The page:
Chile/ 2. General objectives and principles of cultural policy  

2.2 National definition of culture

The cultural institutionality of our country has seen various different definitions of culture over the years, reflecting local and international discussions, and recognising the changes in the field of culture related to development, professionalisation and specialisation of diverse cultural actors such as artists, cultural managers, industrial elements, public bodies, audiences and the general public.

In effect, the dimensions that are part of the definition of culture correspond to the historical processes that Chilean society has undergone. In what concerns this, the first document of cultural policy to be published by what was at the time the recently-formed National Council for Culture and the Arts, established a social context defined by the installation of the democratic process, economic growth, the increase in public education and state support, the increase in audience numbers, the development of cultural industries and particularly the proliferation of creative activities (2005c). Articulating the idea of democratisation with the development and professionalisation of the field, the concept of culture that underlies the formation of the CNCA defines that institution as a communication tool that contributes to the recognition of diverse members of society, a way of reconstructing a troubled past, as well as being a space of manufacturing and commercialising commodities (Lagos 2010).

The diversity of the elements and the dimensions that come into play as soon as culture is discussed, was the subject of much debate when it came to defining the cultural institutionality of the country. Already in 1998, the first bill that would create the National Committee for Culture (the beginnings of the later Law No. 19.891 through which the National Council for Culture and the Arts would then be formed), debated a broad definition of culture both in terms of culture as an intrinsic part of human nature, as well as the dimension through which it allows for a deeper understanding of the world, for communication and the forming of society, and the relationship it establishes with time, space and history.

Culture, in this broad sense, includes as much the creative manifestation of art and cultural heritage as customs, traditions, humanist values and other active practices inherent to material or intangible cultural heritage. Notwithstanding the former, the discussions that took place during the design of the bill in its final version reveal a necessary restriction of the very broad definition, focusing rather on public intervention with cultural elements, creation and artistic dissemination, and with the conservation of the country’s cultural heritage (Chilean National Congress, 2003). This definition – which guided the structure of the Law No. 19.891 – is based on operative aims, taking into account the difficulty of encompassing the entire spectrum of human activity and more specifically in areas such as education, science and technology, areas that are under the auspices of other public institutions in Chile.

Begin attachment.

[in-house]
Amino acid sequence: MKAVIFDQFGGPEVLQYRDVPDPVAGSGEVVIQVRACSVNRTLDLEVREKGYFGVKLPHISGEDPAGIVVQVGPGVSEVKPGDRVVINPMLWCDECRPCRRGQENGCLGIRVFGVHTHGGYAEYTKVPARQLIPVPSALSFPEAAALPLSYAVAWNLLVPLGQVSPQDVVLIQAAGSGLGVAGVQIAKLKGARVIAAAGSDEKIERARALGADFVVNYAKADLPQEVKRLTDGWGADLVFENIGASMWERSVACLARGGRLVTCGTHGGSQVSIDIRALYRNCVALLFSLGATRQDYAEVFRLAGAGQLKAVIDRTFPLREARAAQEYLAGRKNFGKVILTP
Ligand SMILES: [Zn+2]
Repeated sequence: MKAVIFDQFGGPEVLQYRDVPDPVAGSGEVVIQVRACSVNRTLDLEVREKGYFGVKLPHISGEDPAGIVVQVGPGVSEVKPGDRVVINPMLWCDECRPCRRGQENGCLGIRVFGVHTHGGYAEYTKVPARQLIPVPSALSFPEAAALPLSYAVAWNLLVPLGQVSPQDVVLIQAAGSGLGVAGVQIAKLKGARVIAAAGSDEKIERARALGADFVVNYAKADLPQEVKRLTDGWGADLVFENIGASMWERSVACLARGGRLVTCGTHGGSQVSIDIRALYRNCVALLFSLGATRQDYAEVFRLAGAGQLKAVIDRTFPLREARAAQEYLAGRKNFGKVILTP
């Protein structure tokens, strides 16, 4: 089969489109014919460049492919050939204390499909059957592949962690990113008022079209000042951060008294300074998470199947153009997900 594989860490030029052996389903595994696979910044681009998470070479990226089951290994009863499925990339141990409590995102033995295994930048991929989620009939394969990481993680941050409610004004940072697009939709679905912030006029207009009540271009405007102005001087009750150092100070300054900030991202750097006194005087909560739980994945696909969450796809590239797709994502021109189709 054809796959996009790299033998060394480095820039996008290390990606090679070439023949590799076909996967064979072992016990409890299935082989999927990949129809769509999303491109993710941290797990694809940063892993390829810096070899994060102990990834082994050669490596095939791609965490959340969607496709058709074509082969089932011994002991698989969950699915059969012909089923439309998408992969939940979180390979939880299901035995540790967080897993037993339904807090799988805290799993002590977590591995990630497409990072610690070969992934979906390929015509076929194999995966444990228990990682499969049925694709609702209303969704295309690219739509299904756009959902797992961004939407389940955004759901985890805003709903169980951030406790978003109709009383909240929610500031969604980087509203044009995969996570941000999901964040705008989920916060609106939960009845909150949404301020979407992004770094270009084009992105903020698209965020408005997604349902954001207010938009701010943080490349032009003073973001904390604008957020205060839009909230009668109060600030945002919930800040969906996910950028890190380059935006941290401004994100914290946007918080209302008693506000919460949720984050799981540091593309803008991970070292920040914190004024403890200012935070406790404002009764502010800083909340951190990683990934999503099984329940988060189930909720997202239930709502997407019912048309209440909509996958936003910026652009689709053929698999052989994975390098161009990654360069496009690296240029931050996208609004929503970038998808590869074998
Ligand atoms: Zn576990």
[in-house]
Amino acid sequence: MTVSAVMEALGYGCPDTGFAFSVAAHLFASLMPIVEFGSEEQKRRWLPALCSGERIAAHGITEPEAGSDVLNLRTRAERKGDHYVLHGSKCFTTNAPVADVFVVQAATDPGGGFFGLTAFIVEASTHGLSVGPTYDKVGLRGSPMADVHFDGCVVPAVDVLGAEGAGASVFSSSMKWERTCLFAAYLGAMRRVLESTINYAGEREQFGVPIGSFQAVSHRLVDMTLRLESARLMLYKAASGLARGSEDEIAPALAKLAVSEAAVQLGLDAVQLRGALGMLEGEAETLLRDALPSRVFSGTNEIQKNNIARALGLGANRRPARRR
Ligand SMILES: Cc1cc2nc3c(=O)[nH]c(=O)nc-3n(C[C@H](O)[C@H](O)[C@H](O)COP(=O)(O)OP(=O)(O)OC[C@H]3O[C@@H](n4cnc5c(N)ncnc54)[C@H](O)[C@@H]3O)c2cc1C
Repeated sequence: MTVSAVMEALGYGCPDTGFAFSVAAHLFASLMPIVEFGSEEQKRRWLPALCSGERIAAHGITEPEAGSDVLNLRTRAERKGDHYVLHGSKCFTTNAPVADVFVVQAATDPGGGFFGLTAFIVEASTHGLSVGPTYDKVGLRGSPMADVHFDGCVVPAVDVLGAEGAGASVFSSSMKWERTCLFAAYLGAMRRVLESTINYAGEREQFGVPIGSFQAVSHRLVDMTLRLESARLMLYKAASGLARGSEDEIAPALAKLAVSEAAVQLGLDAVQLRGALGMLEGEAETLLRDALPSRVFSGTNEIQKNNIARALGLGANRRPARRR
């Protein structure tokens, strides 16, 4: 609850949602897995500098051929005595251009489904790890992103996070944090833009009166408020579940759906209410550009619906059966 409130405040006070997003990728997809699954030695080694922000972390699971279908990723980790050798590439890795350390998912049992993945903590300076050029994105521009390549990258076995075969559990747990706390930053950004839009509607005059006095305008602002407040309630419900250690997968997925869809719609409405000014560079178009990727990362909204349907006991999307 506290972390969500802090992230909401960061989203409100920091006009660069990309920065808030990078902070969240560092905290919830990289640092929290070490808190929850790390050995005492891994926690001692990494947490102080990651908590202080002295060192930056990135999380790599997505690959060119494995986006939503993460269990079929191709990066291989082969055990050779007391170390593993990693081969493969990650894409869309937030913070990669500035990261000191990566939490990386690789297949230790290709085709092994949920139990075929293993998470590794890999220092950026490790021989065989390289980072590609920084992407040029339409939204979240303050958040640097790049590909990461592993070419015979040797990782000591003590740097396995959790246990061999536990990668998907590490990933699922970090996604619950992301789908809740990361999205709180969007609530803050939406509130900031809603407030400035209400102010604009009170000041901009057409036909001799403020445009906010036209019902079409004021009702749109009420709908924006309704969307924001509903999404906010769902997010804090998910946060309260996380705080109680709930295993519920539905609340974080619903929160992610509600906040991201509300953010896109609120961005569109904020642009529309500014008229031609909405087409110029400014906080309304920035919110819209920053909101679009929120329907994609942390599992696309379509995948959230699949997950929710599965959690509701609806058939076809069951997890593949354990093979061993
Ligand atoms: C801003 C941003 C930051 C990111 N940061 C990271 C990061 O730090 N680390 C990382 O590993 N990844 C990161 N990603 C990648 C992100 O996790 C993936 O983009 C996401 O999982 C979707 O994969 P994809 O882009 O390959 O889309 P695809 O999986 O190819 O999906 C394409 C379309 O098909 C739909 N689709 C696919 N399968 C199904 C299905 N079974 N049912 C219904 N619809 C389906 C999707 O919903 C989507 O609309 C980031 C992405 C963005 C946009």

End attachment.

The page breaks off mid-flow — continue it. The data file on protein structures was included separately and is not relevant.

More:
Despite the various definitions and areas of culture discussed during the designing stage of our cultural institutionality, it is important to highlight that the state of Chile has taken the precaution of not incorporating specific definitions of culture in high-level official documents such as the bill that created the National Council for Culture and the Arts or the document on cultural policy Chile quiere más cultura. In this way the definition of culture promoted by the Chilean state and its institutional bodies is left open to new conceptual developments about the world of culture. When it has been necessary to find explicit definitions of culture, as was the case with Política Cultural2011-2016, the state of our country has privileged the broader internationally recognised concepts (such as is presented by the National Committee of the CNCA in the aforementioned documents). In effect the document Política Cultural2011-2016 specifically quotes the following definition taken from the UNESCO Mexico City Declaration on Cultural Policies:

“...In its widest sense, culture may now be said to be the whole complex of distinctive spiritual, material, intellectual and emotional features that characterize a society or social group. It includes not only the arts and letters, but also modes of life, the fundamental rights of the human being, value systems, traditions and beliefs; ...it is culture that gives man the ability to reflect upon himself. It is culture that makes us specifically human, rational beings, endowed with a critical judgement and a sense of moral commitment. It is through culture that we discern values and make choices. It is through culture that man expresses himself, becomes aware of himself, recognizes his incompleteness, questions his own achievements, seeks untiringly for new meanings and creates works through which he transcends his limitations. (UNESCO, 1982).


Chapter published: 28-12-2013


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